That presents an interesting design dilemma. Should the finished creation be modified after its release because customer data shows holes or problems in the design? Would that affect the integrity of the creation? This is especially true with adventure games which are singular experiences that aren't driven by stats balancing as much as creative and often memorable puzzles. They are unique creations in and of themselves.

Anyway, that's unrelated to this thread. Data's always cool to look through. But perhaps something for future design threads.

This sounds really cool and helpful during testing, but I'm hoping not so much after public release. Patches make sense for balancing big multiplayer games and the like, but patching out puzzles that are "too hard" would be kinda lame.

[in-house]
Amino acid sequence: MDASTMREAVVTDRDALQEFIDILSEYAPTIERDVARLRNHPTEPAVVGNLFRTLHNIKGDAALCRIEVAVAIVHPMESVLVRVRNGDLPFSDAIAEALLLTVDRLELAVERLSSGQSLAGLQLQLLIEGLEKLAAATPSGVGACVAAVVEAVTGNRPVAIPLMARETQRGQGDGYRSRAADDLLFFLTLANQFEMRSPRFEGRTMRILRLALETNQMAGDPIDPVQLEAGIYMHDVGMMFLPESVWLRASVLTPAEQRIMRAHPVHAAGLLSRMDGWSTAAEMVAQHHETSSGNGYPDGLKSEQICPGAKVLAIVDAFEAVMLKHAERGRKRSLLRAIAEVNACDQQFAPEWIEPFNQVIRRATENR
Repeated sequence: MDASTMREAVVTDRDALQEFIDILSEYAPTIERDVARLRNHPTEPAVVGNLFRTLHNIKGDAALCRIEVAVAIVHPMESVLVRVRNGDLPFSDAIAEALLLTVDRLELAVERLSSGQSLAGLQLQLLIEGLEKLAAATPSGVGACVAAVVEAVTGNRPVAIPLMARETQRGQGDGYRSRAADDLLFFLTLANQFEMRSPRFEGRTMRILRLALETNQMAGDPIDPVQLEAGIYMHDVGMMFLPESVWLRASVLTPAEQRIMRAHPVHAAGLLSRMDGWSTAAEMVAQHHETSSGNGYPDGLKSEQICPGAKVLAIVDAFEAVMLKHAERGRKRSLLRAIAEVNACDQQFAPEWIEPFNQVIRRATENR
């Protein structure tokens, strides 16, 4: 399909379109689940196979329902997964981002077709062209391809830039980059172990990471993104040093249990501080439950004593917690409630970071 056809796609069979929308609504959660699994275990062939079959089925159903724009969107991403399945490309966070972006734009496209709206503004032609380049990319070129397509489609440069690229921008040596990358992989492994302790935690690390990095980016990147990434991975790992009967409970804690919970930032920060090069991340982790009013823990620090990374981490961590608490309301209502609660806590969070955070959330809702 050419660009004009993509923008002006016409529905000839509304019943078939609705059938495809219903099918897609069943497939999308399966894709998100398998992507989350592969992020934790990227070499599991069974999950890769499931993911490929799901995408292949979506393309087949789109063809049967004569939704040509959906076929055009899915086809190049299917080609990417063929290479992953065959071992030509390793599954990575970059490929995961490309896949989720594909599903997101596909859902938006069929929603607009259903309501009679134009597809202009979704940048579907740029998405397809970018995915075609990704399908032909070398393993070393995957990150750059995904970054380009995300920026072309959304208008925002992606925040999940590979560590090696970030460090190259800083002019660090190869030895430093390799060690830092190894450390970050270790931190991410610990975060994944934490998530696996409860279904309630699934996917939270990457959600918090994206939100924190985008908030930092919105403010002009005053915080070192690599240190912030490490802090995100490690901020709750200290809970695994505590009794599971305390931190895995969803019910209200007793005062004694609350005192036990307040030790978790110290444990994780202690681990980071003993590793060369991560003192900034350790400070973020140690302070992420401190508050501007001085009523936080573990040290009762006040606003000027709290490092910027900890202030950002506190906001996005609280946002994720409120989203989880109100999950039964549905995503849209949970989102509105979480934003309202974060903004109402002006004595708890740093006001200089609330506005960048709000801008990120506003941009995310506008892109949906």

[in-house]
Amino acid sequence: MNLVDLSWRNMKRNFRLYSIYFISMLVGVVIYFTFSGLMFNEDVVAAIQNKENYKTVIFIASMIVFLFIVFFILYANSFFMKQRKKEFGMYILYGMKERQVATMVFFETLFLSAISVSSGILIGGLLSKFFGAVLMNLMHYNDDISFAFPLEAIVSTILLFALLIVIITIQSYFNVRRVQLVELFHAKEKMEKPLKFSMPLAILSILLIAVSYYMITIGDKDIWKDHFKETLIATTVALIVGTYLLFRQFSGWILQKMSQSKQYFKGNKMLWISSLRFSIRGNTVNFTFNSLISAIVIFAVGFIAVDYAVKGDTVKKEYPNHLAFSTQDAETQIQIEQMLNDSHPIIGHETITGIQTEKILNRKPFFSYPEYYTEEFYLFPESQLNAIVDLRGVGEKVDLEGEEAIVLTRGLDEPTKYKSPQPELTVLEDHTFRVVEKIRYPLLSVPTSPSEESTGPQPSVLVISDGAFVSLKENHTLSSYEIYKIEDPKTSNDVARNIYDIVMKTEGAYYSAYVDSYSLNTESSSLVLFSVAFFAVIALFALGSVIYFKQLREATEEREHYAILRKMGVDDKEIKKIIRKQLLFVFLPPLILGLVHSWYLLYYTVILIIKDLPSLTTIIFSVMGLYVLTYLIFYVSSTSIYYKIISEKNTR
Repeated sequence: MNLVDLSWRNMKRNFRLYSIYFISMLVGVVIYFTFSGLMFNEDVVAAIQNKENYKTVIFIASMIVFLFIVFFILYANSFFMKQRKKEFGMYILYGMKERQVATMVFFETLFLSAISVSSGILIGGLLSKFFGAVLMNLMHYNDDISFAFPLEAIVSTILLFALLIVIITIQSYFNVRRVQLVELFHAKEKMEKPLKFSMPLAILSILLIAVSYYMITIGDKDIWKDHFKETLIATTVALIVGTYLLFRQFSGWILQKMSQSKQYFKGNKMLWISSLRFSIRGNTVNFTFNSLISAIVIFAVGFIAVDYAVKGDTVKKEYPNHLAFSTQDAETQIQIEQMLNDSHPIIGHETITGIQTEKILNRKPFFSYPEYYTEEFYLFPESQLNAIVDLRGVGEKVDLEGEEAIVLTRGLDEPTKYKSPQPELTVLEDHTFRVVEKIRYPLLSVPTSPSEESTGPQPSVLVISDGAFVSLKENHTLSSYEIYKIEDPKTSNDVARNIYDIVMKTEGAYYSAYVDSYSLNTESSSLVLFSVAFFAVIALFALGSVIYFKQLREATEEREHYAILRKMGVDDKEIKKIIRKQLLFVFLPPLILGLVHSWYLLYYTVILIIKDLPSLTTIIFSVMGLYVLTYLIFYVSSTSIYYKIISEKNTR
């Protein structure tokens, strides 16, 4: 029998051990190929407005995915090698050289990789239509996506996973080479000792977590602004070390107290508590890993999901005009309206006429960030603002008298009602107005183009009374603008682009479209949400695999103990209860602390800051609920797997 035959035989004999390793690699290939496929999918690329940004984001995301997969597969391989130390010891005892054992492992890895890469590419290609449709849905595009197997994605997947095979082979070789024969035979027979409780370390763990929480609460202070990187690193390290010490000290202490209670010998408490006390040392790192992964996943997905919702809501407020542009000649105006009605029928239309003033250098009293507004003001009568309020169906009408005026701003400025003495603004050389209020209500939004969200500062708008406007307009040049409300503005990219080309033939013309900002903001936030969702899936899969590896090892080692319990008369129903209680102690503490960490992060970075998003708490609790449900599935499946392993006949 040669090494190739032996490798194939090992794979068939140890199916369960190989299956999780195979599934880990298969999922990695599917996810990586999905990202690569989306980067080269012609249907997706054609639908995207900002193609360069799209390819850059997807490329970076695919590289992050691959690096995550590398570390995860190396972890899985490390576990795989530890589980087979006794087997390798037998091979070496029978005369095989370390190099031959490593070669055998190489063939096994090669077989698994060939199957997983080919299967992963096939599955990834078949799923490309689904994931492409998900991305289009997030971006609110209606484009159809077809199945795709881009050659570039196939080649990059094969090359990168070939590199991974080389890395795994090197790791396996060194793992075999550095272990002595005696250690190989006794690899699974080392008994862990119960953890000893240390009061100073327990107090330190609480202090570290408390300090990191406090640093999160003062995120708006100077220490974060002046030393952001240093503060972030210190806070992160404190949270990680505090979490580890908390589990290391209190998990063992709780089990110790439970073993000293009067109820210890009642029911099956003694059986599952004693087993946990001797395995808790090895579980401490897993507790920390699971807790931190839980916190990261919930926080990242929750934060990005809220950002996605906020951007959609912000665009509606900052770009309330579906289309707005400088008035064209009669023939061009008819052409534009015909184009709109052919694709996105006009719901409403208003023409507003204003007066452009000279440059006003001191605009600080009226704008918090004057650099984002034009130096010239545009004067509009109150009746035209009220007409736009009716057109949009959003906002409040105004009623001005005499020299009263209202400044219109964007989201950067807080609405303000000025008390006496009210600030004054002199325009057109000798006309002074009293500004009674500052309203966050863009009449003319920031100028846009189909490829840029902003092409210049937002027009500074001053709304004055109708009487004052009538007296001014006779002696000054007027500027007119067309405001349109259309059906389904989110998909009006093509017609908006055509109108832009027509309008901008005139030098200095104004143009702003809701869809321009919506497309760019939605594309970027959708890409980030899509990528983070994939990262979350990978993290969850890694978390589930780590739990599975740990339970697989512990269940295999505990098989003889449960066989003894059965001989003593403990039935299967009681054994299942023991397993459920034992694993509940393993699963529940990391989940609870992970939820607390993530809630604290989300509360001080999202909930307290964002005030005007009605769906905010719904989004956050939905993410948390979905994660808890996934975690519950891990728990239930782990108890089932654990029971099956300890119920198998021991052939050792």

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Using the open source engine is exciting because all the people out there excited about this game can go play with it too! Thanks for the update!

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So, we have an open-source engine, for an open-source game development. Seems to make sense.

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I have absolutely nothing to say here, other than I enjoyed the breakdown of why they felt scratch, (ags/wintermute), or Ble weren't going to work.

Although I'm not sure how difficult the licensing on AGS could be, yes, it won't allow for the options of development on platforms, but the licensing factor can't be hard at all, plenty small developers have gotten it and sold their games.

The video on the Moai website showing Tim being a really hands-on kind of guy was really sweet. Although it seemed like that wasn't filmed or edited by 2 Player Productions.

(oh wait, I had something to say after all)